Rethinking How Proteins Move Along DNA
Site-specific DNA binding by proteins is critical for diverse biological processes, including gene regulation, DNA repair, DNA replication, immune response, and others. In most cases, this binding is preceded by facilitated diffusion, where the protein passively moves along nonspecific DNA (DNA lacking particular binding sites) in search of its site(s). Details concerning the mechanisms of how proteins move along DNA remain unclear yet actively investigated. Several reports claim that facilitated diffusion relies primarily on sliding and hopping processes, where the protein moves along the trajectory of the DNA helix. However, these mechanisms involve redundant searches over local regions (up to hundreds of base pairs), while site finding in vivo requires searches of hundreds of thousands of base pairs. We "rethink" facilitated diffusion in two ways: 1) what are the mechanisms available for facilitated diffusion? And 2) how are these mechanisms driven by proteins' specific biological context?
We investigate the facilitated diffusion properties of E. coli DNA adenine methyltransferase (Dam), which methylates palindromic 5'-GATC-3' sites on the N6 position of adenine. We use an in vitro steady-state processivity assay, where the ability of the enzyme to catalyze multiple methylations within a single binding event is quantified. Our results are suggestive of a new mechanism, intersegmental hopping, where proteins hop between regions of a single DNA molecule that are looped together. This mechanism allows for efficient long-range movements, and is similar to other ambiguously described looping mechanisms proposed in recent reports. Dam's low cellular copy number and need to move along the entire bacterial chromosome (i.e. its biological context) is ideally accommodated by this mechanism, as we imagine will be true for other proteins with low copy numbers and rare sites.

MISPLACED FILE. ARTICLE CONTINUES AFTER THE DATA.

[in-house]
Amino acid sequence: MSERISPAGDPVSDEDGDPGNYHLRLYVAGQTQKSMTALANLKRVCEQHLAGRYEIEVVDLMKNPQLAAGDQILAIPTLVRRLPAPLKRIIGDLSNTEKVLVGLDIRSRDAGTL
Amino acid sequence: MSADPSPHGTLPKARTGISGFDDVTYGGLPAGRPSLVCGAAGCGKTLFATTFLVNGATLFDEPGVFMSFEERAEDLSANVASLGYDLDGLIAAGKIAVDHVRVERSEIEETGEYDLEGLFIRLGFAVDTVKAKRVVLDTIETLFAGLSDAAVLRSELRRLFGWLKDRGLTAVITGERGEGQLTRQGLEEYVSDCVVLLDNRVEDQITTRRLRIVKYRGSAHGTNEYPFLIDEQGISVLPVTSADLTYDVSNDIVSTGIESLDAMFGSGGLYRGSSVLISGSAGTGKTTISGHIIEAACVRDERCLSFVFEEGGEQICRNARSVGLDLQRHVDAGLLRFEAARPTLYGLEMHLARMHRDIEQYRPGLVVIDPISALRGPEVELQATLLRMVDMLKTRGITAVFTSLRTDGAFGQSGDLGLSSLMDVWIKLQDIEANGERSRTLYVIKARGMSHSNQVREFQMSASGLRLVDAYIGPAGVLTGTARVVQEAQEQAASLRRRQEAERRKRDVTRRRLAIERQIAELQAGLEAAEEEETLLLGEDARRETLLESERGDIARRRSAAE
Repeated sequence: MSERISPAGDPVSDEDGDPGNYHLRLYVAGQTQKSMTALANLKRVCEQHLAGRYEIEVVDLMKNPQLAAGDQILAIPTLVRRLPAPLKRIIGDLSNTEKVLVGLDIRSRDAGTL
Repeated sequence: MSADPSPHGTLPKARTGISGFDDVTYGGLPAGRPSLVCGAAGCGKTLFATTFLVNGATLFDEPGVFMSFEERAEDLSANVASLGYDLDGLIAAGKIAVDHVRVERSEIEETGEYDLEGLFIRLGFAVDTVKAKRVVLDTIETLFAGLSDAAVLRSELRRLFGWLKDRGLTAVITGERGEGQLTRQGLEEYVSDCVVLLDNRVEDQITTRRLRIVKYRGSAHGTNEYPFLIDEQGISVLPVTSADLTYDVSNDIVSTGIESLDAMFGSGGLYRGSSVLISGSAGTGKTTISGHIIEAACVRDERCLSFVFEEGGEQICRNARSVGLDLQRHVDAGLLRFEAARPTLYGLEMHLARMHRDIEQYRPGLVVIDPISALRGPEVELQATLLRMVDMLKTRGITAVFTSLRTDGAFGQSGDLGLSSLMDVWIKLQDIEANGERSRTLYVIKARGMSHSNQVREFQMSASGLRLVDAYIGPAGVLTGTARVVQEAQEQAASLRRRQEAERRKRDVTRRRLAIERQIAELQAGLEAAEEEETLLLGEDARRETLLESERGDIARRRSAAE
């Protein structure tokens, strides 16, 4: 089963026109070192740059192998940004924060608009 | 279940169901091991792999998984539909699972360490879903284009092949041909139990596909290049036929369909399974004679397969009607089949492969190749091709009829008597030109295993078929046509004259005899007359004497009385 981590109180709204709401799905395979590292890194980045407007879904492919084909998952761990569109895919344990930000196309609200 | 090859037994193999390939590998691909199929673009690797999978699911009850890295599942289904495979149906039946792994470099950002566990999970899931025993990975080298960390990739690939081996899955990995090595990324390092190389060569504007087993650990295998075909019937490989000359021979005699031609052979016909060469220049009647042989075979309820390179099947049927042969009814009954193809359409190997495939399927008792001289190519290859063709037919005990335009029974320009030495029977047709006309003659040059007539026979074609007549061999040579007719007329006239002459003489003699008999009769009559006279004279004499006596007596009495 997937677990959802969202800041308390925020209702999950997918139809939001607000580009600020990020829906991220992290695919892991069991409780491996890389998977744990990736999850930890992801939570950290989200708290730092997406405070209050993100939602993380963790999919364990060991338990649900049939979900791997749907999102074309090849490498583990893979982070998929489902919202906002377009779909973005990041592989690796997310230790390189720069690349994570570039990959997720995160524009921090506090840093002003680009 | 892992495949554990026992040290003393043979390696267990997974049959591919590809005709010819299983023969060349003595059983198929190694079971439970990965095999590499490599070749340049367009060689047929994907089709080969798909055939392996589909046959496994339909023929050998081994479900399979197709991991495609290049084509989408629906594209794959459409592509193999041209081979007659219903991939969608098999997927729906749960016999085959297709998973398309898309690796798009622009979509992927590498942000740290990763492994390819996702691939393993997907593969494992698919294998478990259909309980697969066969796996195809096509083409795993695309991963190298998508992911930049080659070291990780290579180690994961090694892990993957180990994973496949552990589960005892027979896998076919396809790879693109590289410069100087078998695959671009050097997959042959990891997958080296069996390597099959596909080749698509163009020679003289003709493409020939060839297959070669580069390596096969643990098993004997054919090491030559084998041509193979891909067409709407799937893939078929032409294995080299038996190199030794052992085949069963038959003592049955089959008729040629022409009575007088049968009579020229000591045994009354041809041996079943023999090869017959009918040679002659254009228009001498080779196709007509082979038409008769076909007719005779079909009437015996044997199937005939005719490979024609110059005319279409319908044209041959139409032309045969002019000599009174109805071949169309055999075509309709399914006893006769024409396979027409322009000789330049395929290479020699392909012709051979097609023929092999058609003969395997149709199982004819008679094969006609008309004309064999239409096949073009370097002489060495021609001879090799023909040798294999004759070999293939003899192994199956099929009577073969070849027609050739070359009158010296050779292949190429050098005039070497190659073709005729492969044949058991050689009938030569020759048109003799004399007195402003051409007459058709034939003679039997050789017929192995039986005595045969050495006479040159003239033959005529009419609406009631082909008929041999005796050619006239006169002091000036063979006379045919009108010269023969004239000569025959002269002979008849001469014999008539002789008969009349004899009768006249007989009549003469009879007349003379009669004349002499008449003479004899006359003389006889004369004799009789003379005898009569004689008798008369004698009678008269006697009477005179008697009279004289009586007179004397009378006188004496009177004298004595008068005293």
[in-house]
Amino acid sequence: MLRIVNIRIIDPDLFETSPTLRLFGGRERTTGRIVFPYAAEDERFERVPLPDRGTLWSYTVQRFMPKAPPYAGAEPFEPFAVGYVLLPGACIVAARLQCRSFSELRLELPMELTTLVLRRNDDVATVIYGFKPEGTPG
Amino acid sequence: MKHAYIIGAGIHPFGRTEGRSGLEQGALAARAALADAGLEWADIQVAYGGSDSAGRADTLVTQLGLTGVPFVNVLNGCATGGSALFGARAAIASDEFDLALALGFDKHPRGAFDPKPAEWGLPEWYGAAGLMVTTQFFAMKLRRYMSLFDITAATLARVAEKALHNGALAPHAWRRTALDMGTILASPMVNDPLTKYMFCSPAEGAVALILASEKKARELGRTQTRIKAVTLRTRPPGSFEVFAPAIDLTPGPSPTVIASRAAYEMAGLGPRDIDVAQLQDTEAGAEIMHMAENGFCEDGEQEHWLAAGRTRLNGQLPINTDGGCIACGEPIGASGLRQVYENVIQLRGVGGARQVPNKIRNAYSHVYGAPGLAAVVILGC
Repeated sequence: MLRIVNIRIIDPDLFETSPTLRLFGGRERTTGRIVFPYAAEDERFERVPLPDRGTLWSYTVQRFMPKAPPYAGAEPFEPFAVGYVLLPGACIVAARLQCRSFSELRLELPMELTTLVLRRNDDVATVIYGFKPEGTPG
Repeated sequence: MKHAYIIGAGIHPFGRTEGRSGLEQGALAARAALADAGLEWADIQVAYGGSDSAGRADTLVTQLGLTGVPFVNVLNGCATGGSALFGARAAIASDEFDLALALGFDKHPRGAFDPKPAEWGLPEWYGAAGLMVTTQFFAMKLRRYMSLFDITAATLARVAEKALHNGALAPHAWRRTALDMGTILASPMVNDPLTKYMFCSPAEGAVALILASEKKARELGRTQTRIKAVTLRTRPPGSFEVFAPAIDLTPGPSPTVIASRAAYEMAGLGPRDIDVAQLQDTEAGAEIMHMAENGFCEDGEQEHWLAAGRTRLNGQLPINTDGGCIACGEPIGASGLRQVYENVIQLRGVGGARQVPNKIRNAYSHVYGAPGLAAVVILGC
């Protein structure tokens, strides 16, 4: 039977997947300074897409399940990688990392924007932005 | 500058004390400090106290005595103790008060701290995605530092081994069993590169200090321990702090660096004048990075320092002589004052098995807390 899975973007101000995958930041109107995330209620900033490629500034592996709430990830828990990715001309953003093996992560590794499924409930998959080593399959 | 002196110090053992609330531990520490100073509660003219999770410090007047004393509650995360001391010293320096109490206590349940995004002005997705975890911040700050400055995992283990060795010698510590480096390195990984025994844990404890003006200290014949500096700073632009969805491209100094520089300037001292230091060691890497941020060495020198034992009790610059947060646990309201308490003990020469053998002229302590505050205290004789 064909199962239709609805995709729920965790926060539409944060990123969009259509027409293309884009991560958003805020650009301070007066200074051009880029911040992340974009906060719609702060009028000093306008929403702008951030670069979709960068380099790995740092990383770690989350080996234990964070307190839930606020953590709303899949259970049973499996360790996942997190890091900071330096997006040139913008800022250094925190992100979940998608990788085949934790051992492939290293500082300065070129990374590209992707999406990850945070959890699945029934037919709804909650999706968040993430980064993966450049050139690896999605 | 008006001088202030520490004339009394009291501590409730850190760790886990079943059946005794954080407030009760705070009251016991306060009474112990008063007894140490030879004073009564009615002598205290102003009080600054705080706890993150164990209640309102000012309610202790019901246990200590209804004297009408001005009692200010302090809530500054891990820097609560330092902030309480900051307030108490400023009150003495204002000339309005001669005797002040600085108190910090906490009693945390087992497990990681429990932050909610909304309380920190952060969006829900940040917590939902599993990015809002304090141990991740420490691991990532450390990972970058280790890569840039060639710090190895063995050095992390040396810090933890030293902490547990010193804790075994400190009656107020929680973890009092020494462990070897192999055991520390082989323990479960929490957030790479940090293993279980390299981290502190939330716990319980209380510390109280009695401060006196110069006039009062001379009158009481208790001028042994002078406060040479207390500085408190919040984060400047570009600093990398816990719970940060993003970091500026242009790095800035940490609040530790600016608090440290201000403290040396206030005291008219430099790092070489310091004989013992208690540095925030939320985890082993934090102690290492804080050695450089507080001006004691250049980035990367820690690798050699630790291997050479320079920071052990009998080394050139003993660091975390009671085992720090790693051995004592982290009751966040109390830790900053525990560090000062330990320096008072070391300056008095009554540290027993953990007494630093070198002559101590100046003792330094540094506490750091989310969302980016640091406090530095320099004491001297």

We also demonstrate that EcoRI ENase uses an extreme sliding mechanism, previously hypothesized to be unlikely. EcoRI ENase and EcoRV ENase both cut incoming phage DNA as part of type II restriction modification systems, and are shown here to use distinct facilitated diffusion mechanisms. We argue that their site finding mechanisms are complimentary, ensuring robust phage defense, again demonstrating the connection between facilitated diffusion and biological context.
Furthermore, we show that Dam is able to move along DNA in spite of pre-incubated protein roadblocks. Provocatively, DNA-loop inducing roadblocks, such as the histone-like Lrp, can improve the translocation process by specifically enhancing intersegmental hopping. Therefore, this mechanism is proposed as a general way for proteins to move along the crowded, compacted genomic DNA landscape.
Dam was previously demonstrated to undergo intrasite processivity, where the methylation of both strands within a single GATC site proceeds by a single Dam enzyme dramatically reorienting itself while switching between strands. Here, we show that intrasite processivity is only possible on long stretches of DNA when GATC sites are clustered. GATC sites are clustered in most known and putative Dam methylation dependent epigenetic operons, which involve transitions from uniquely unmethylated GATC sites to fully methylated ones. Intrasite processivity is therefore postulated as necessary for epigenetic gene regulation by Dam.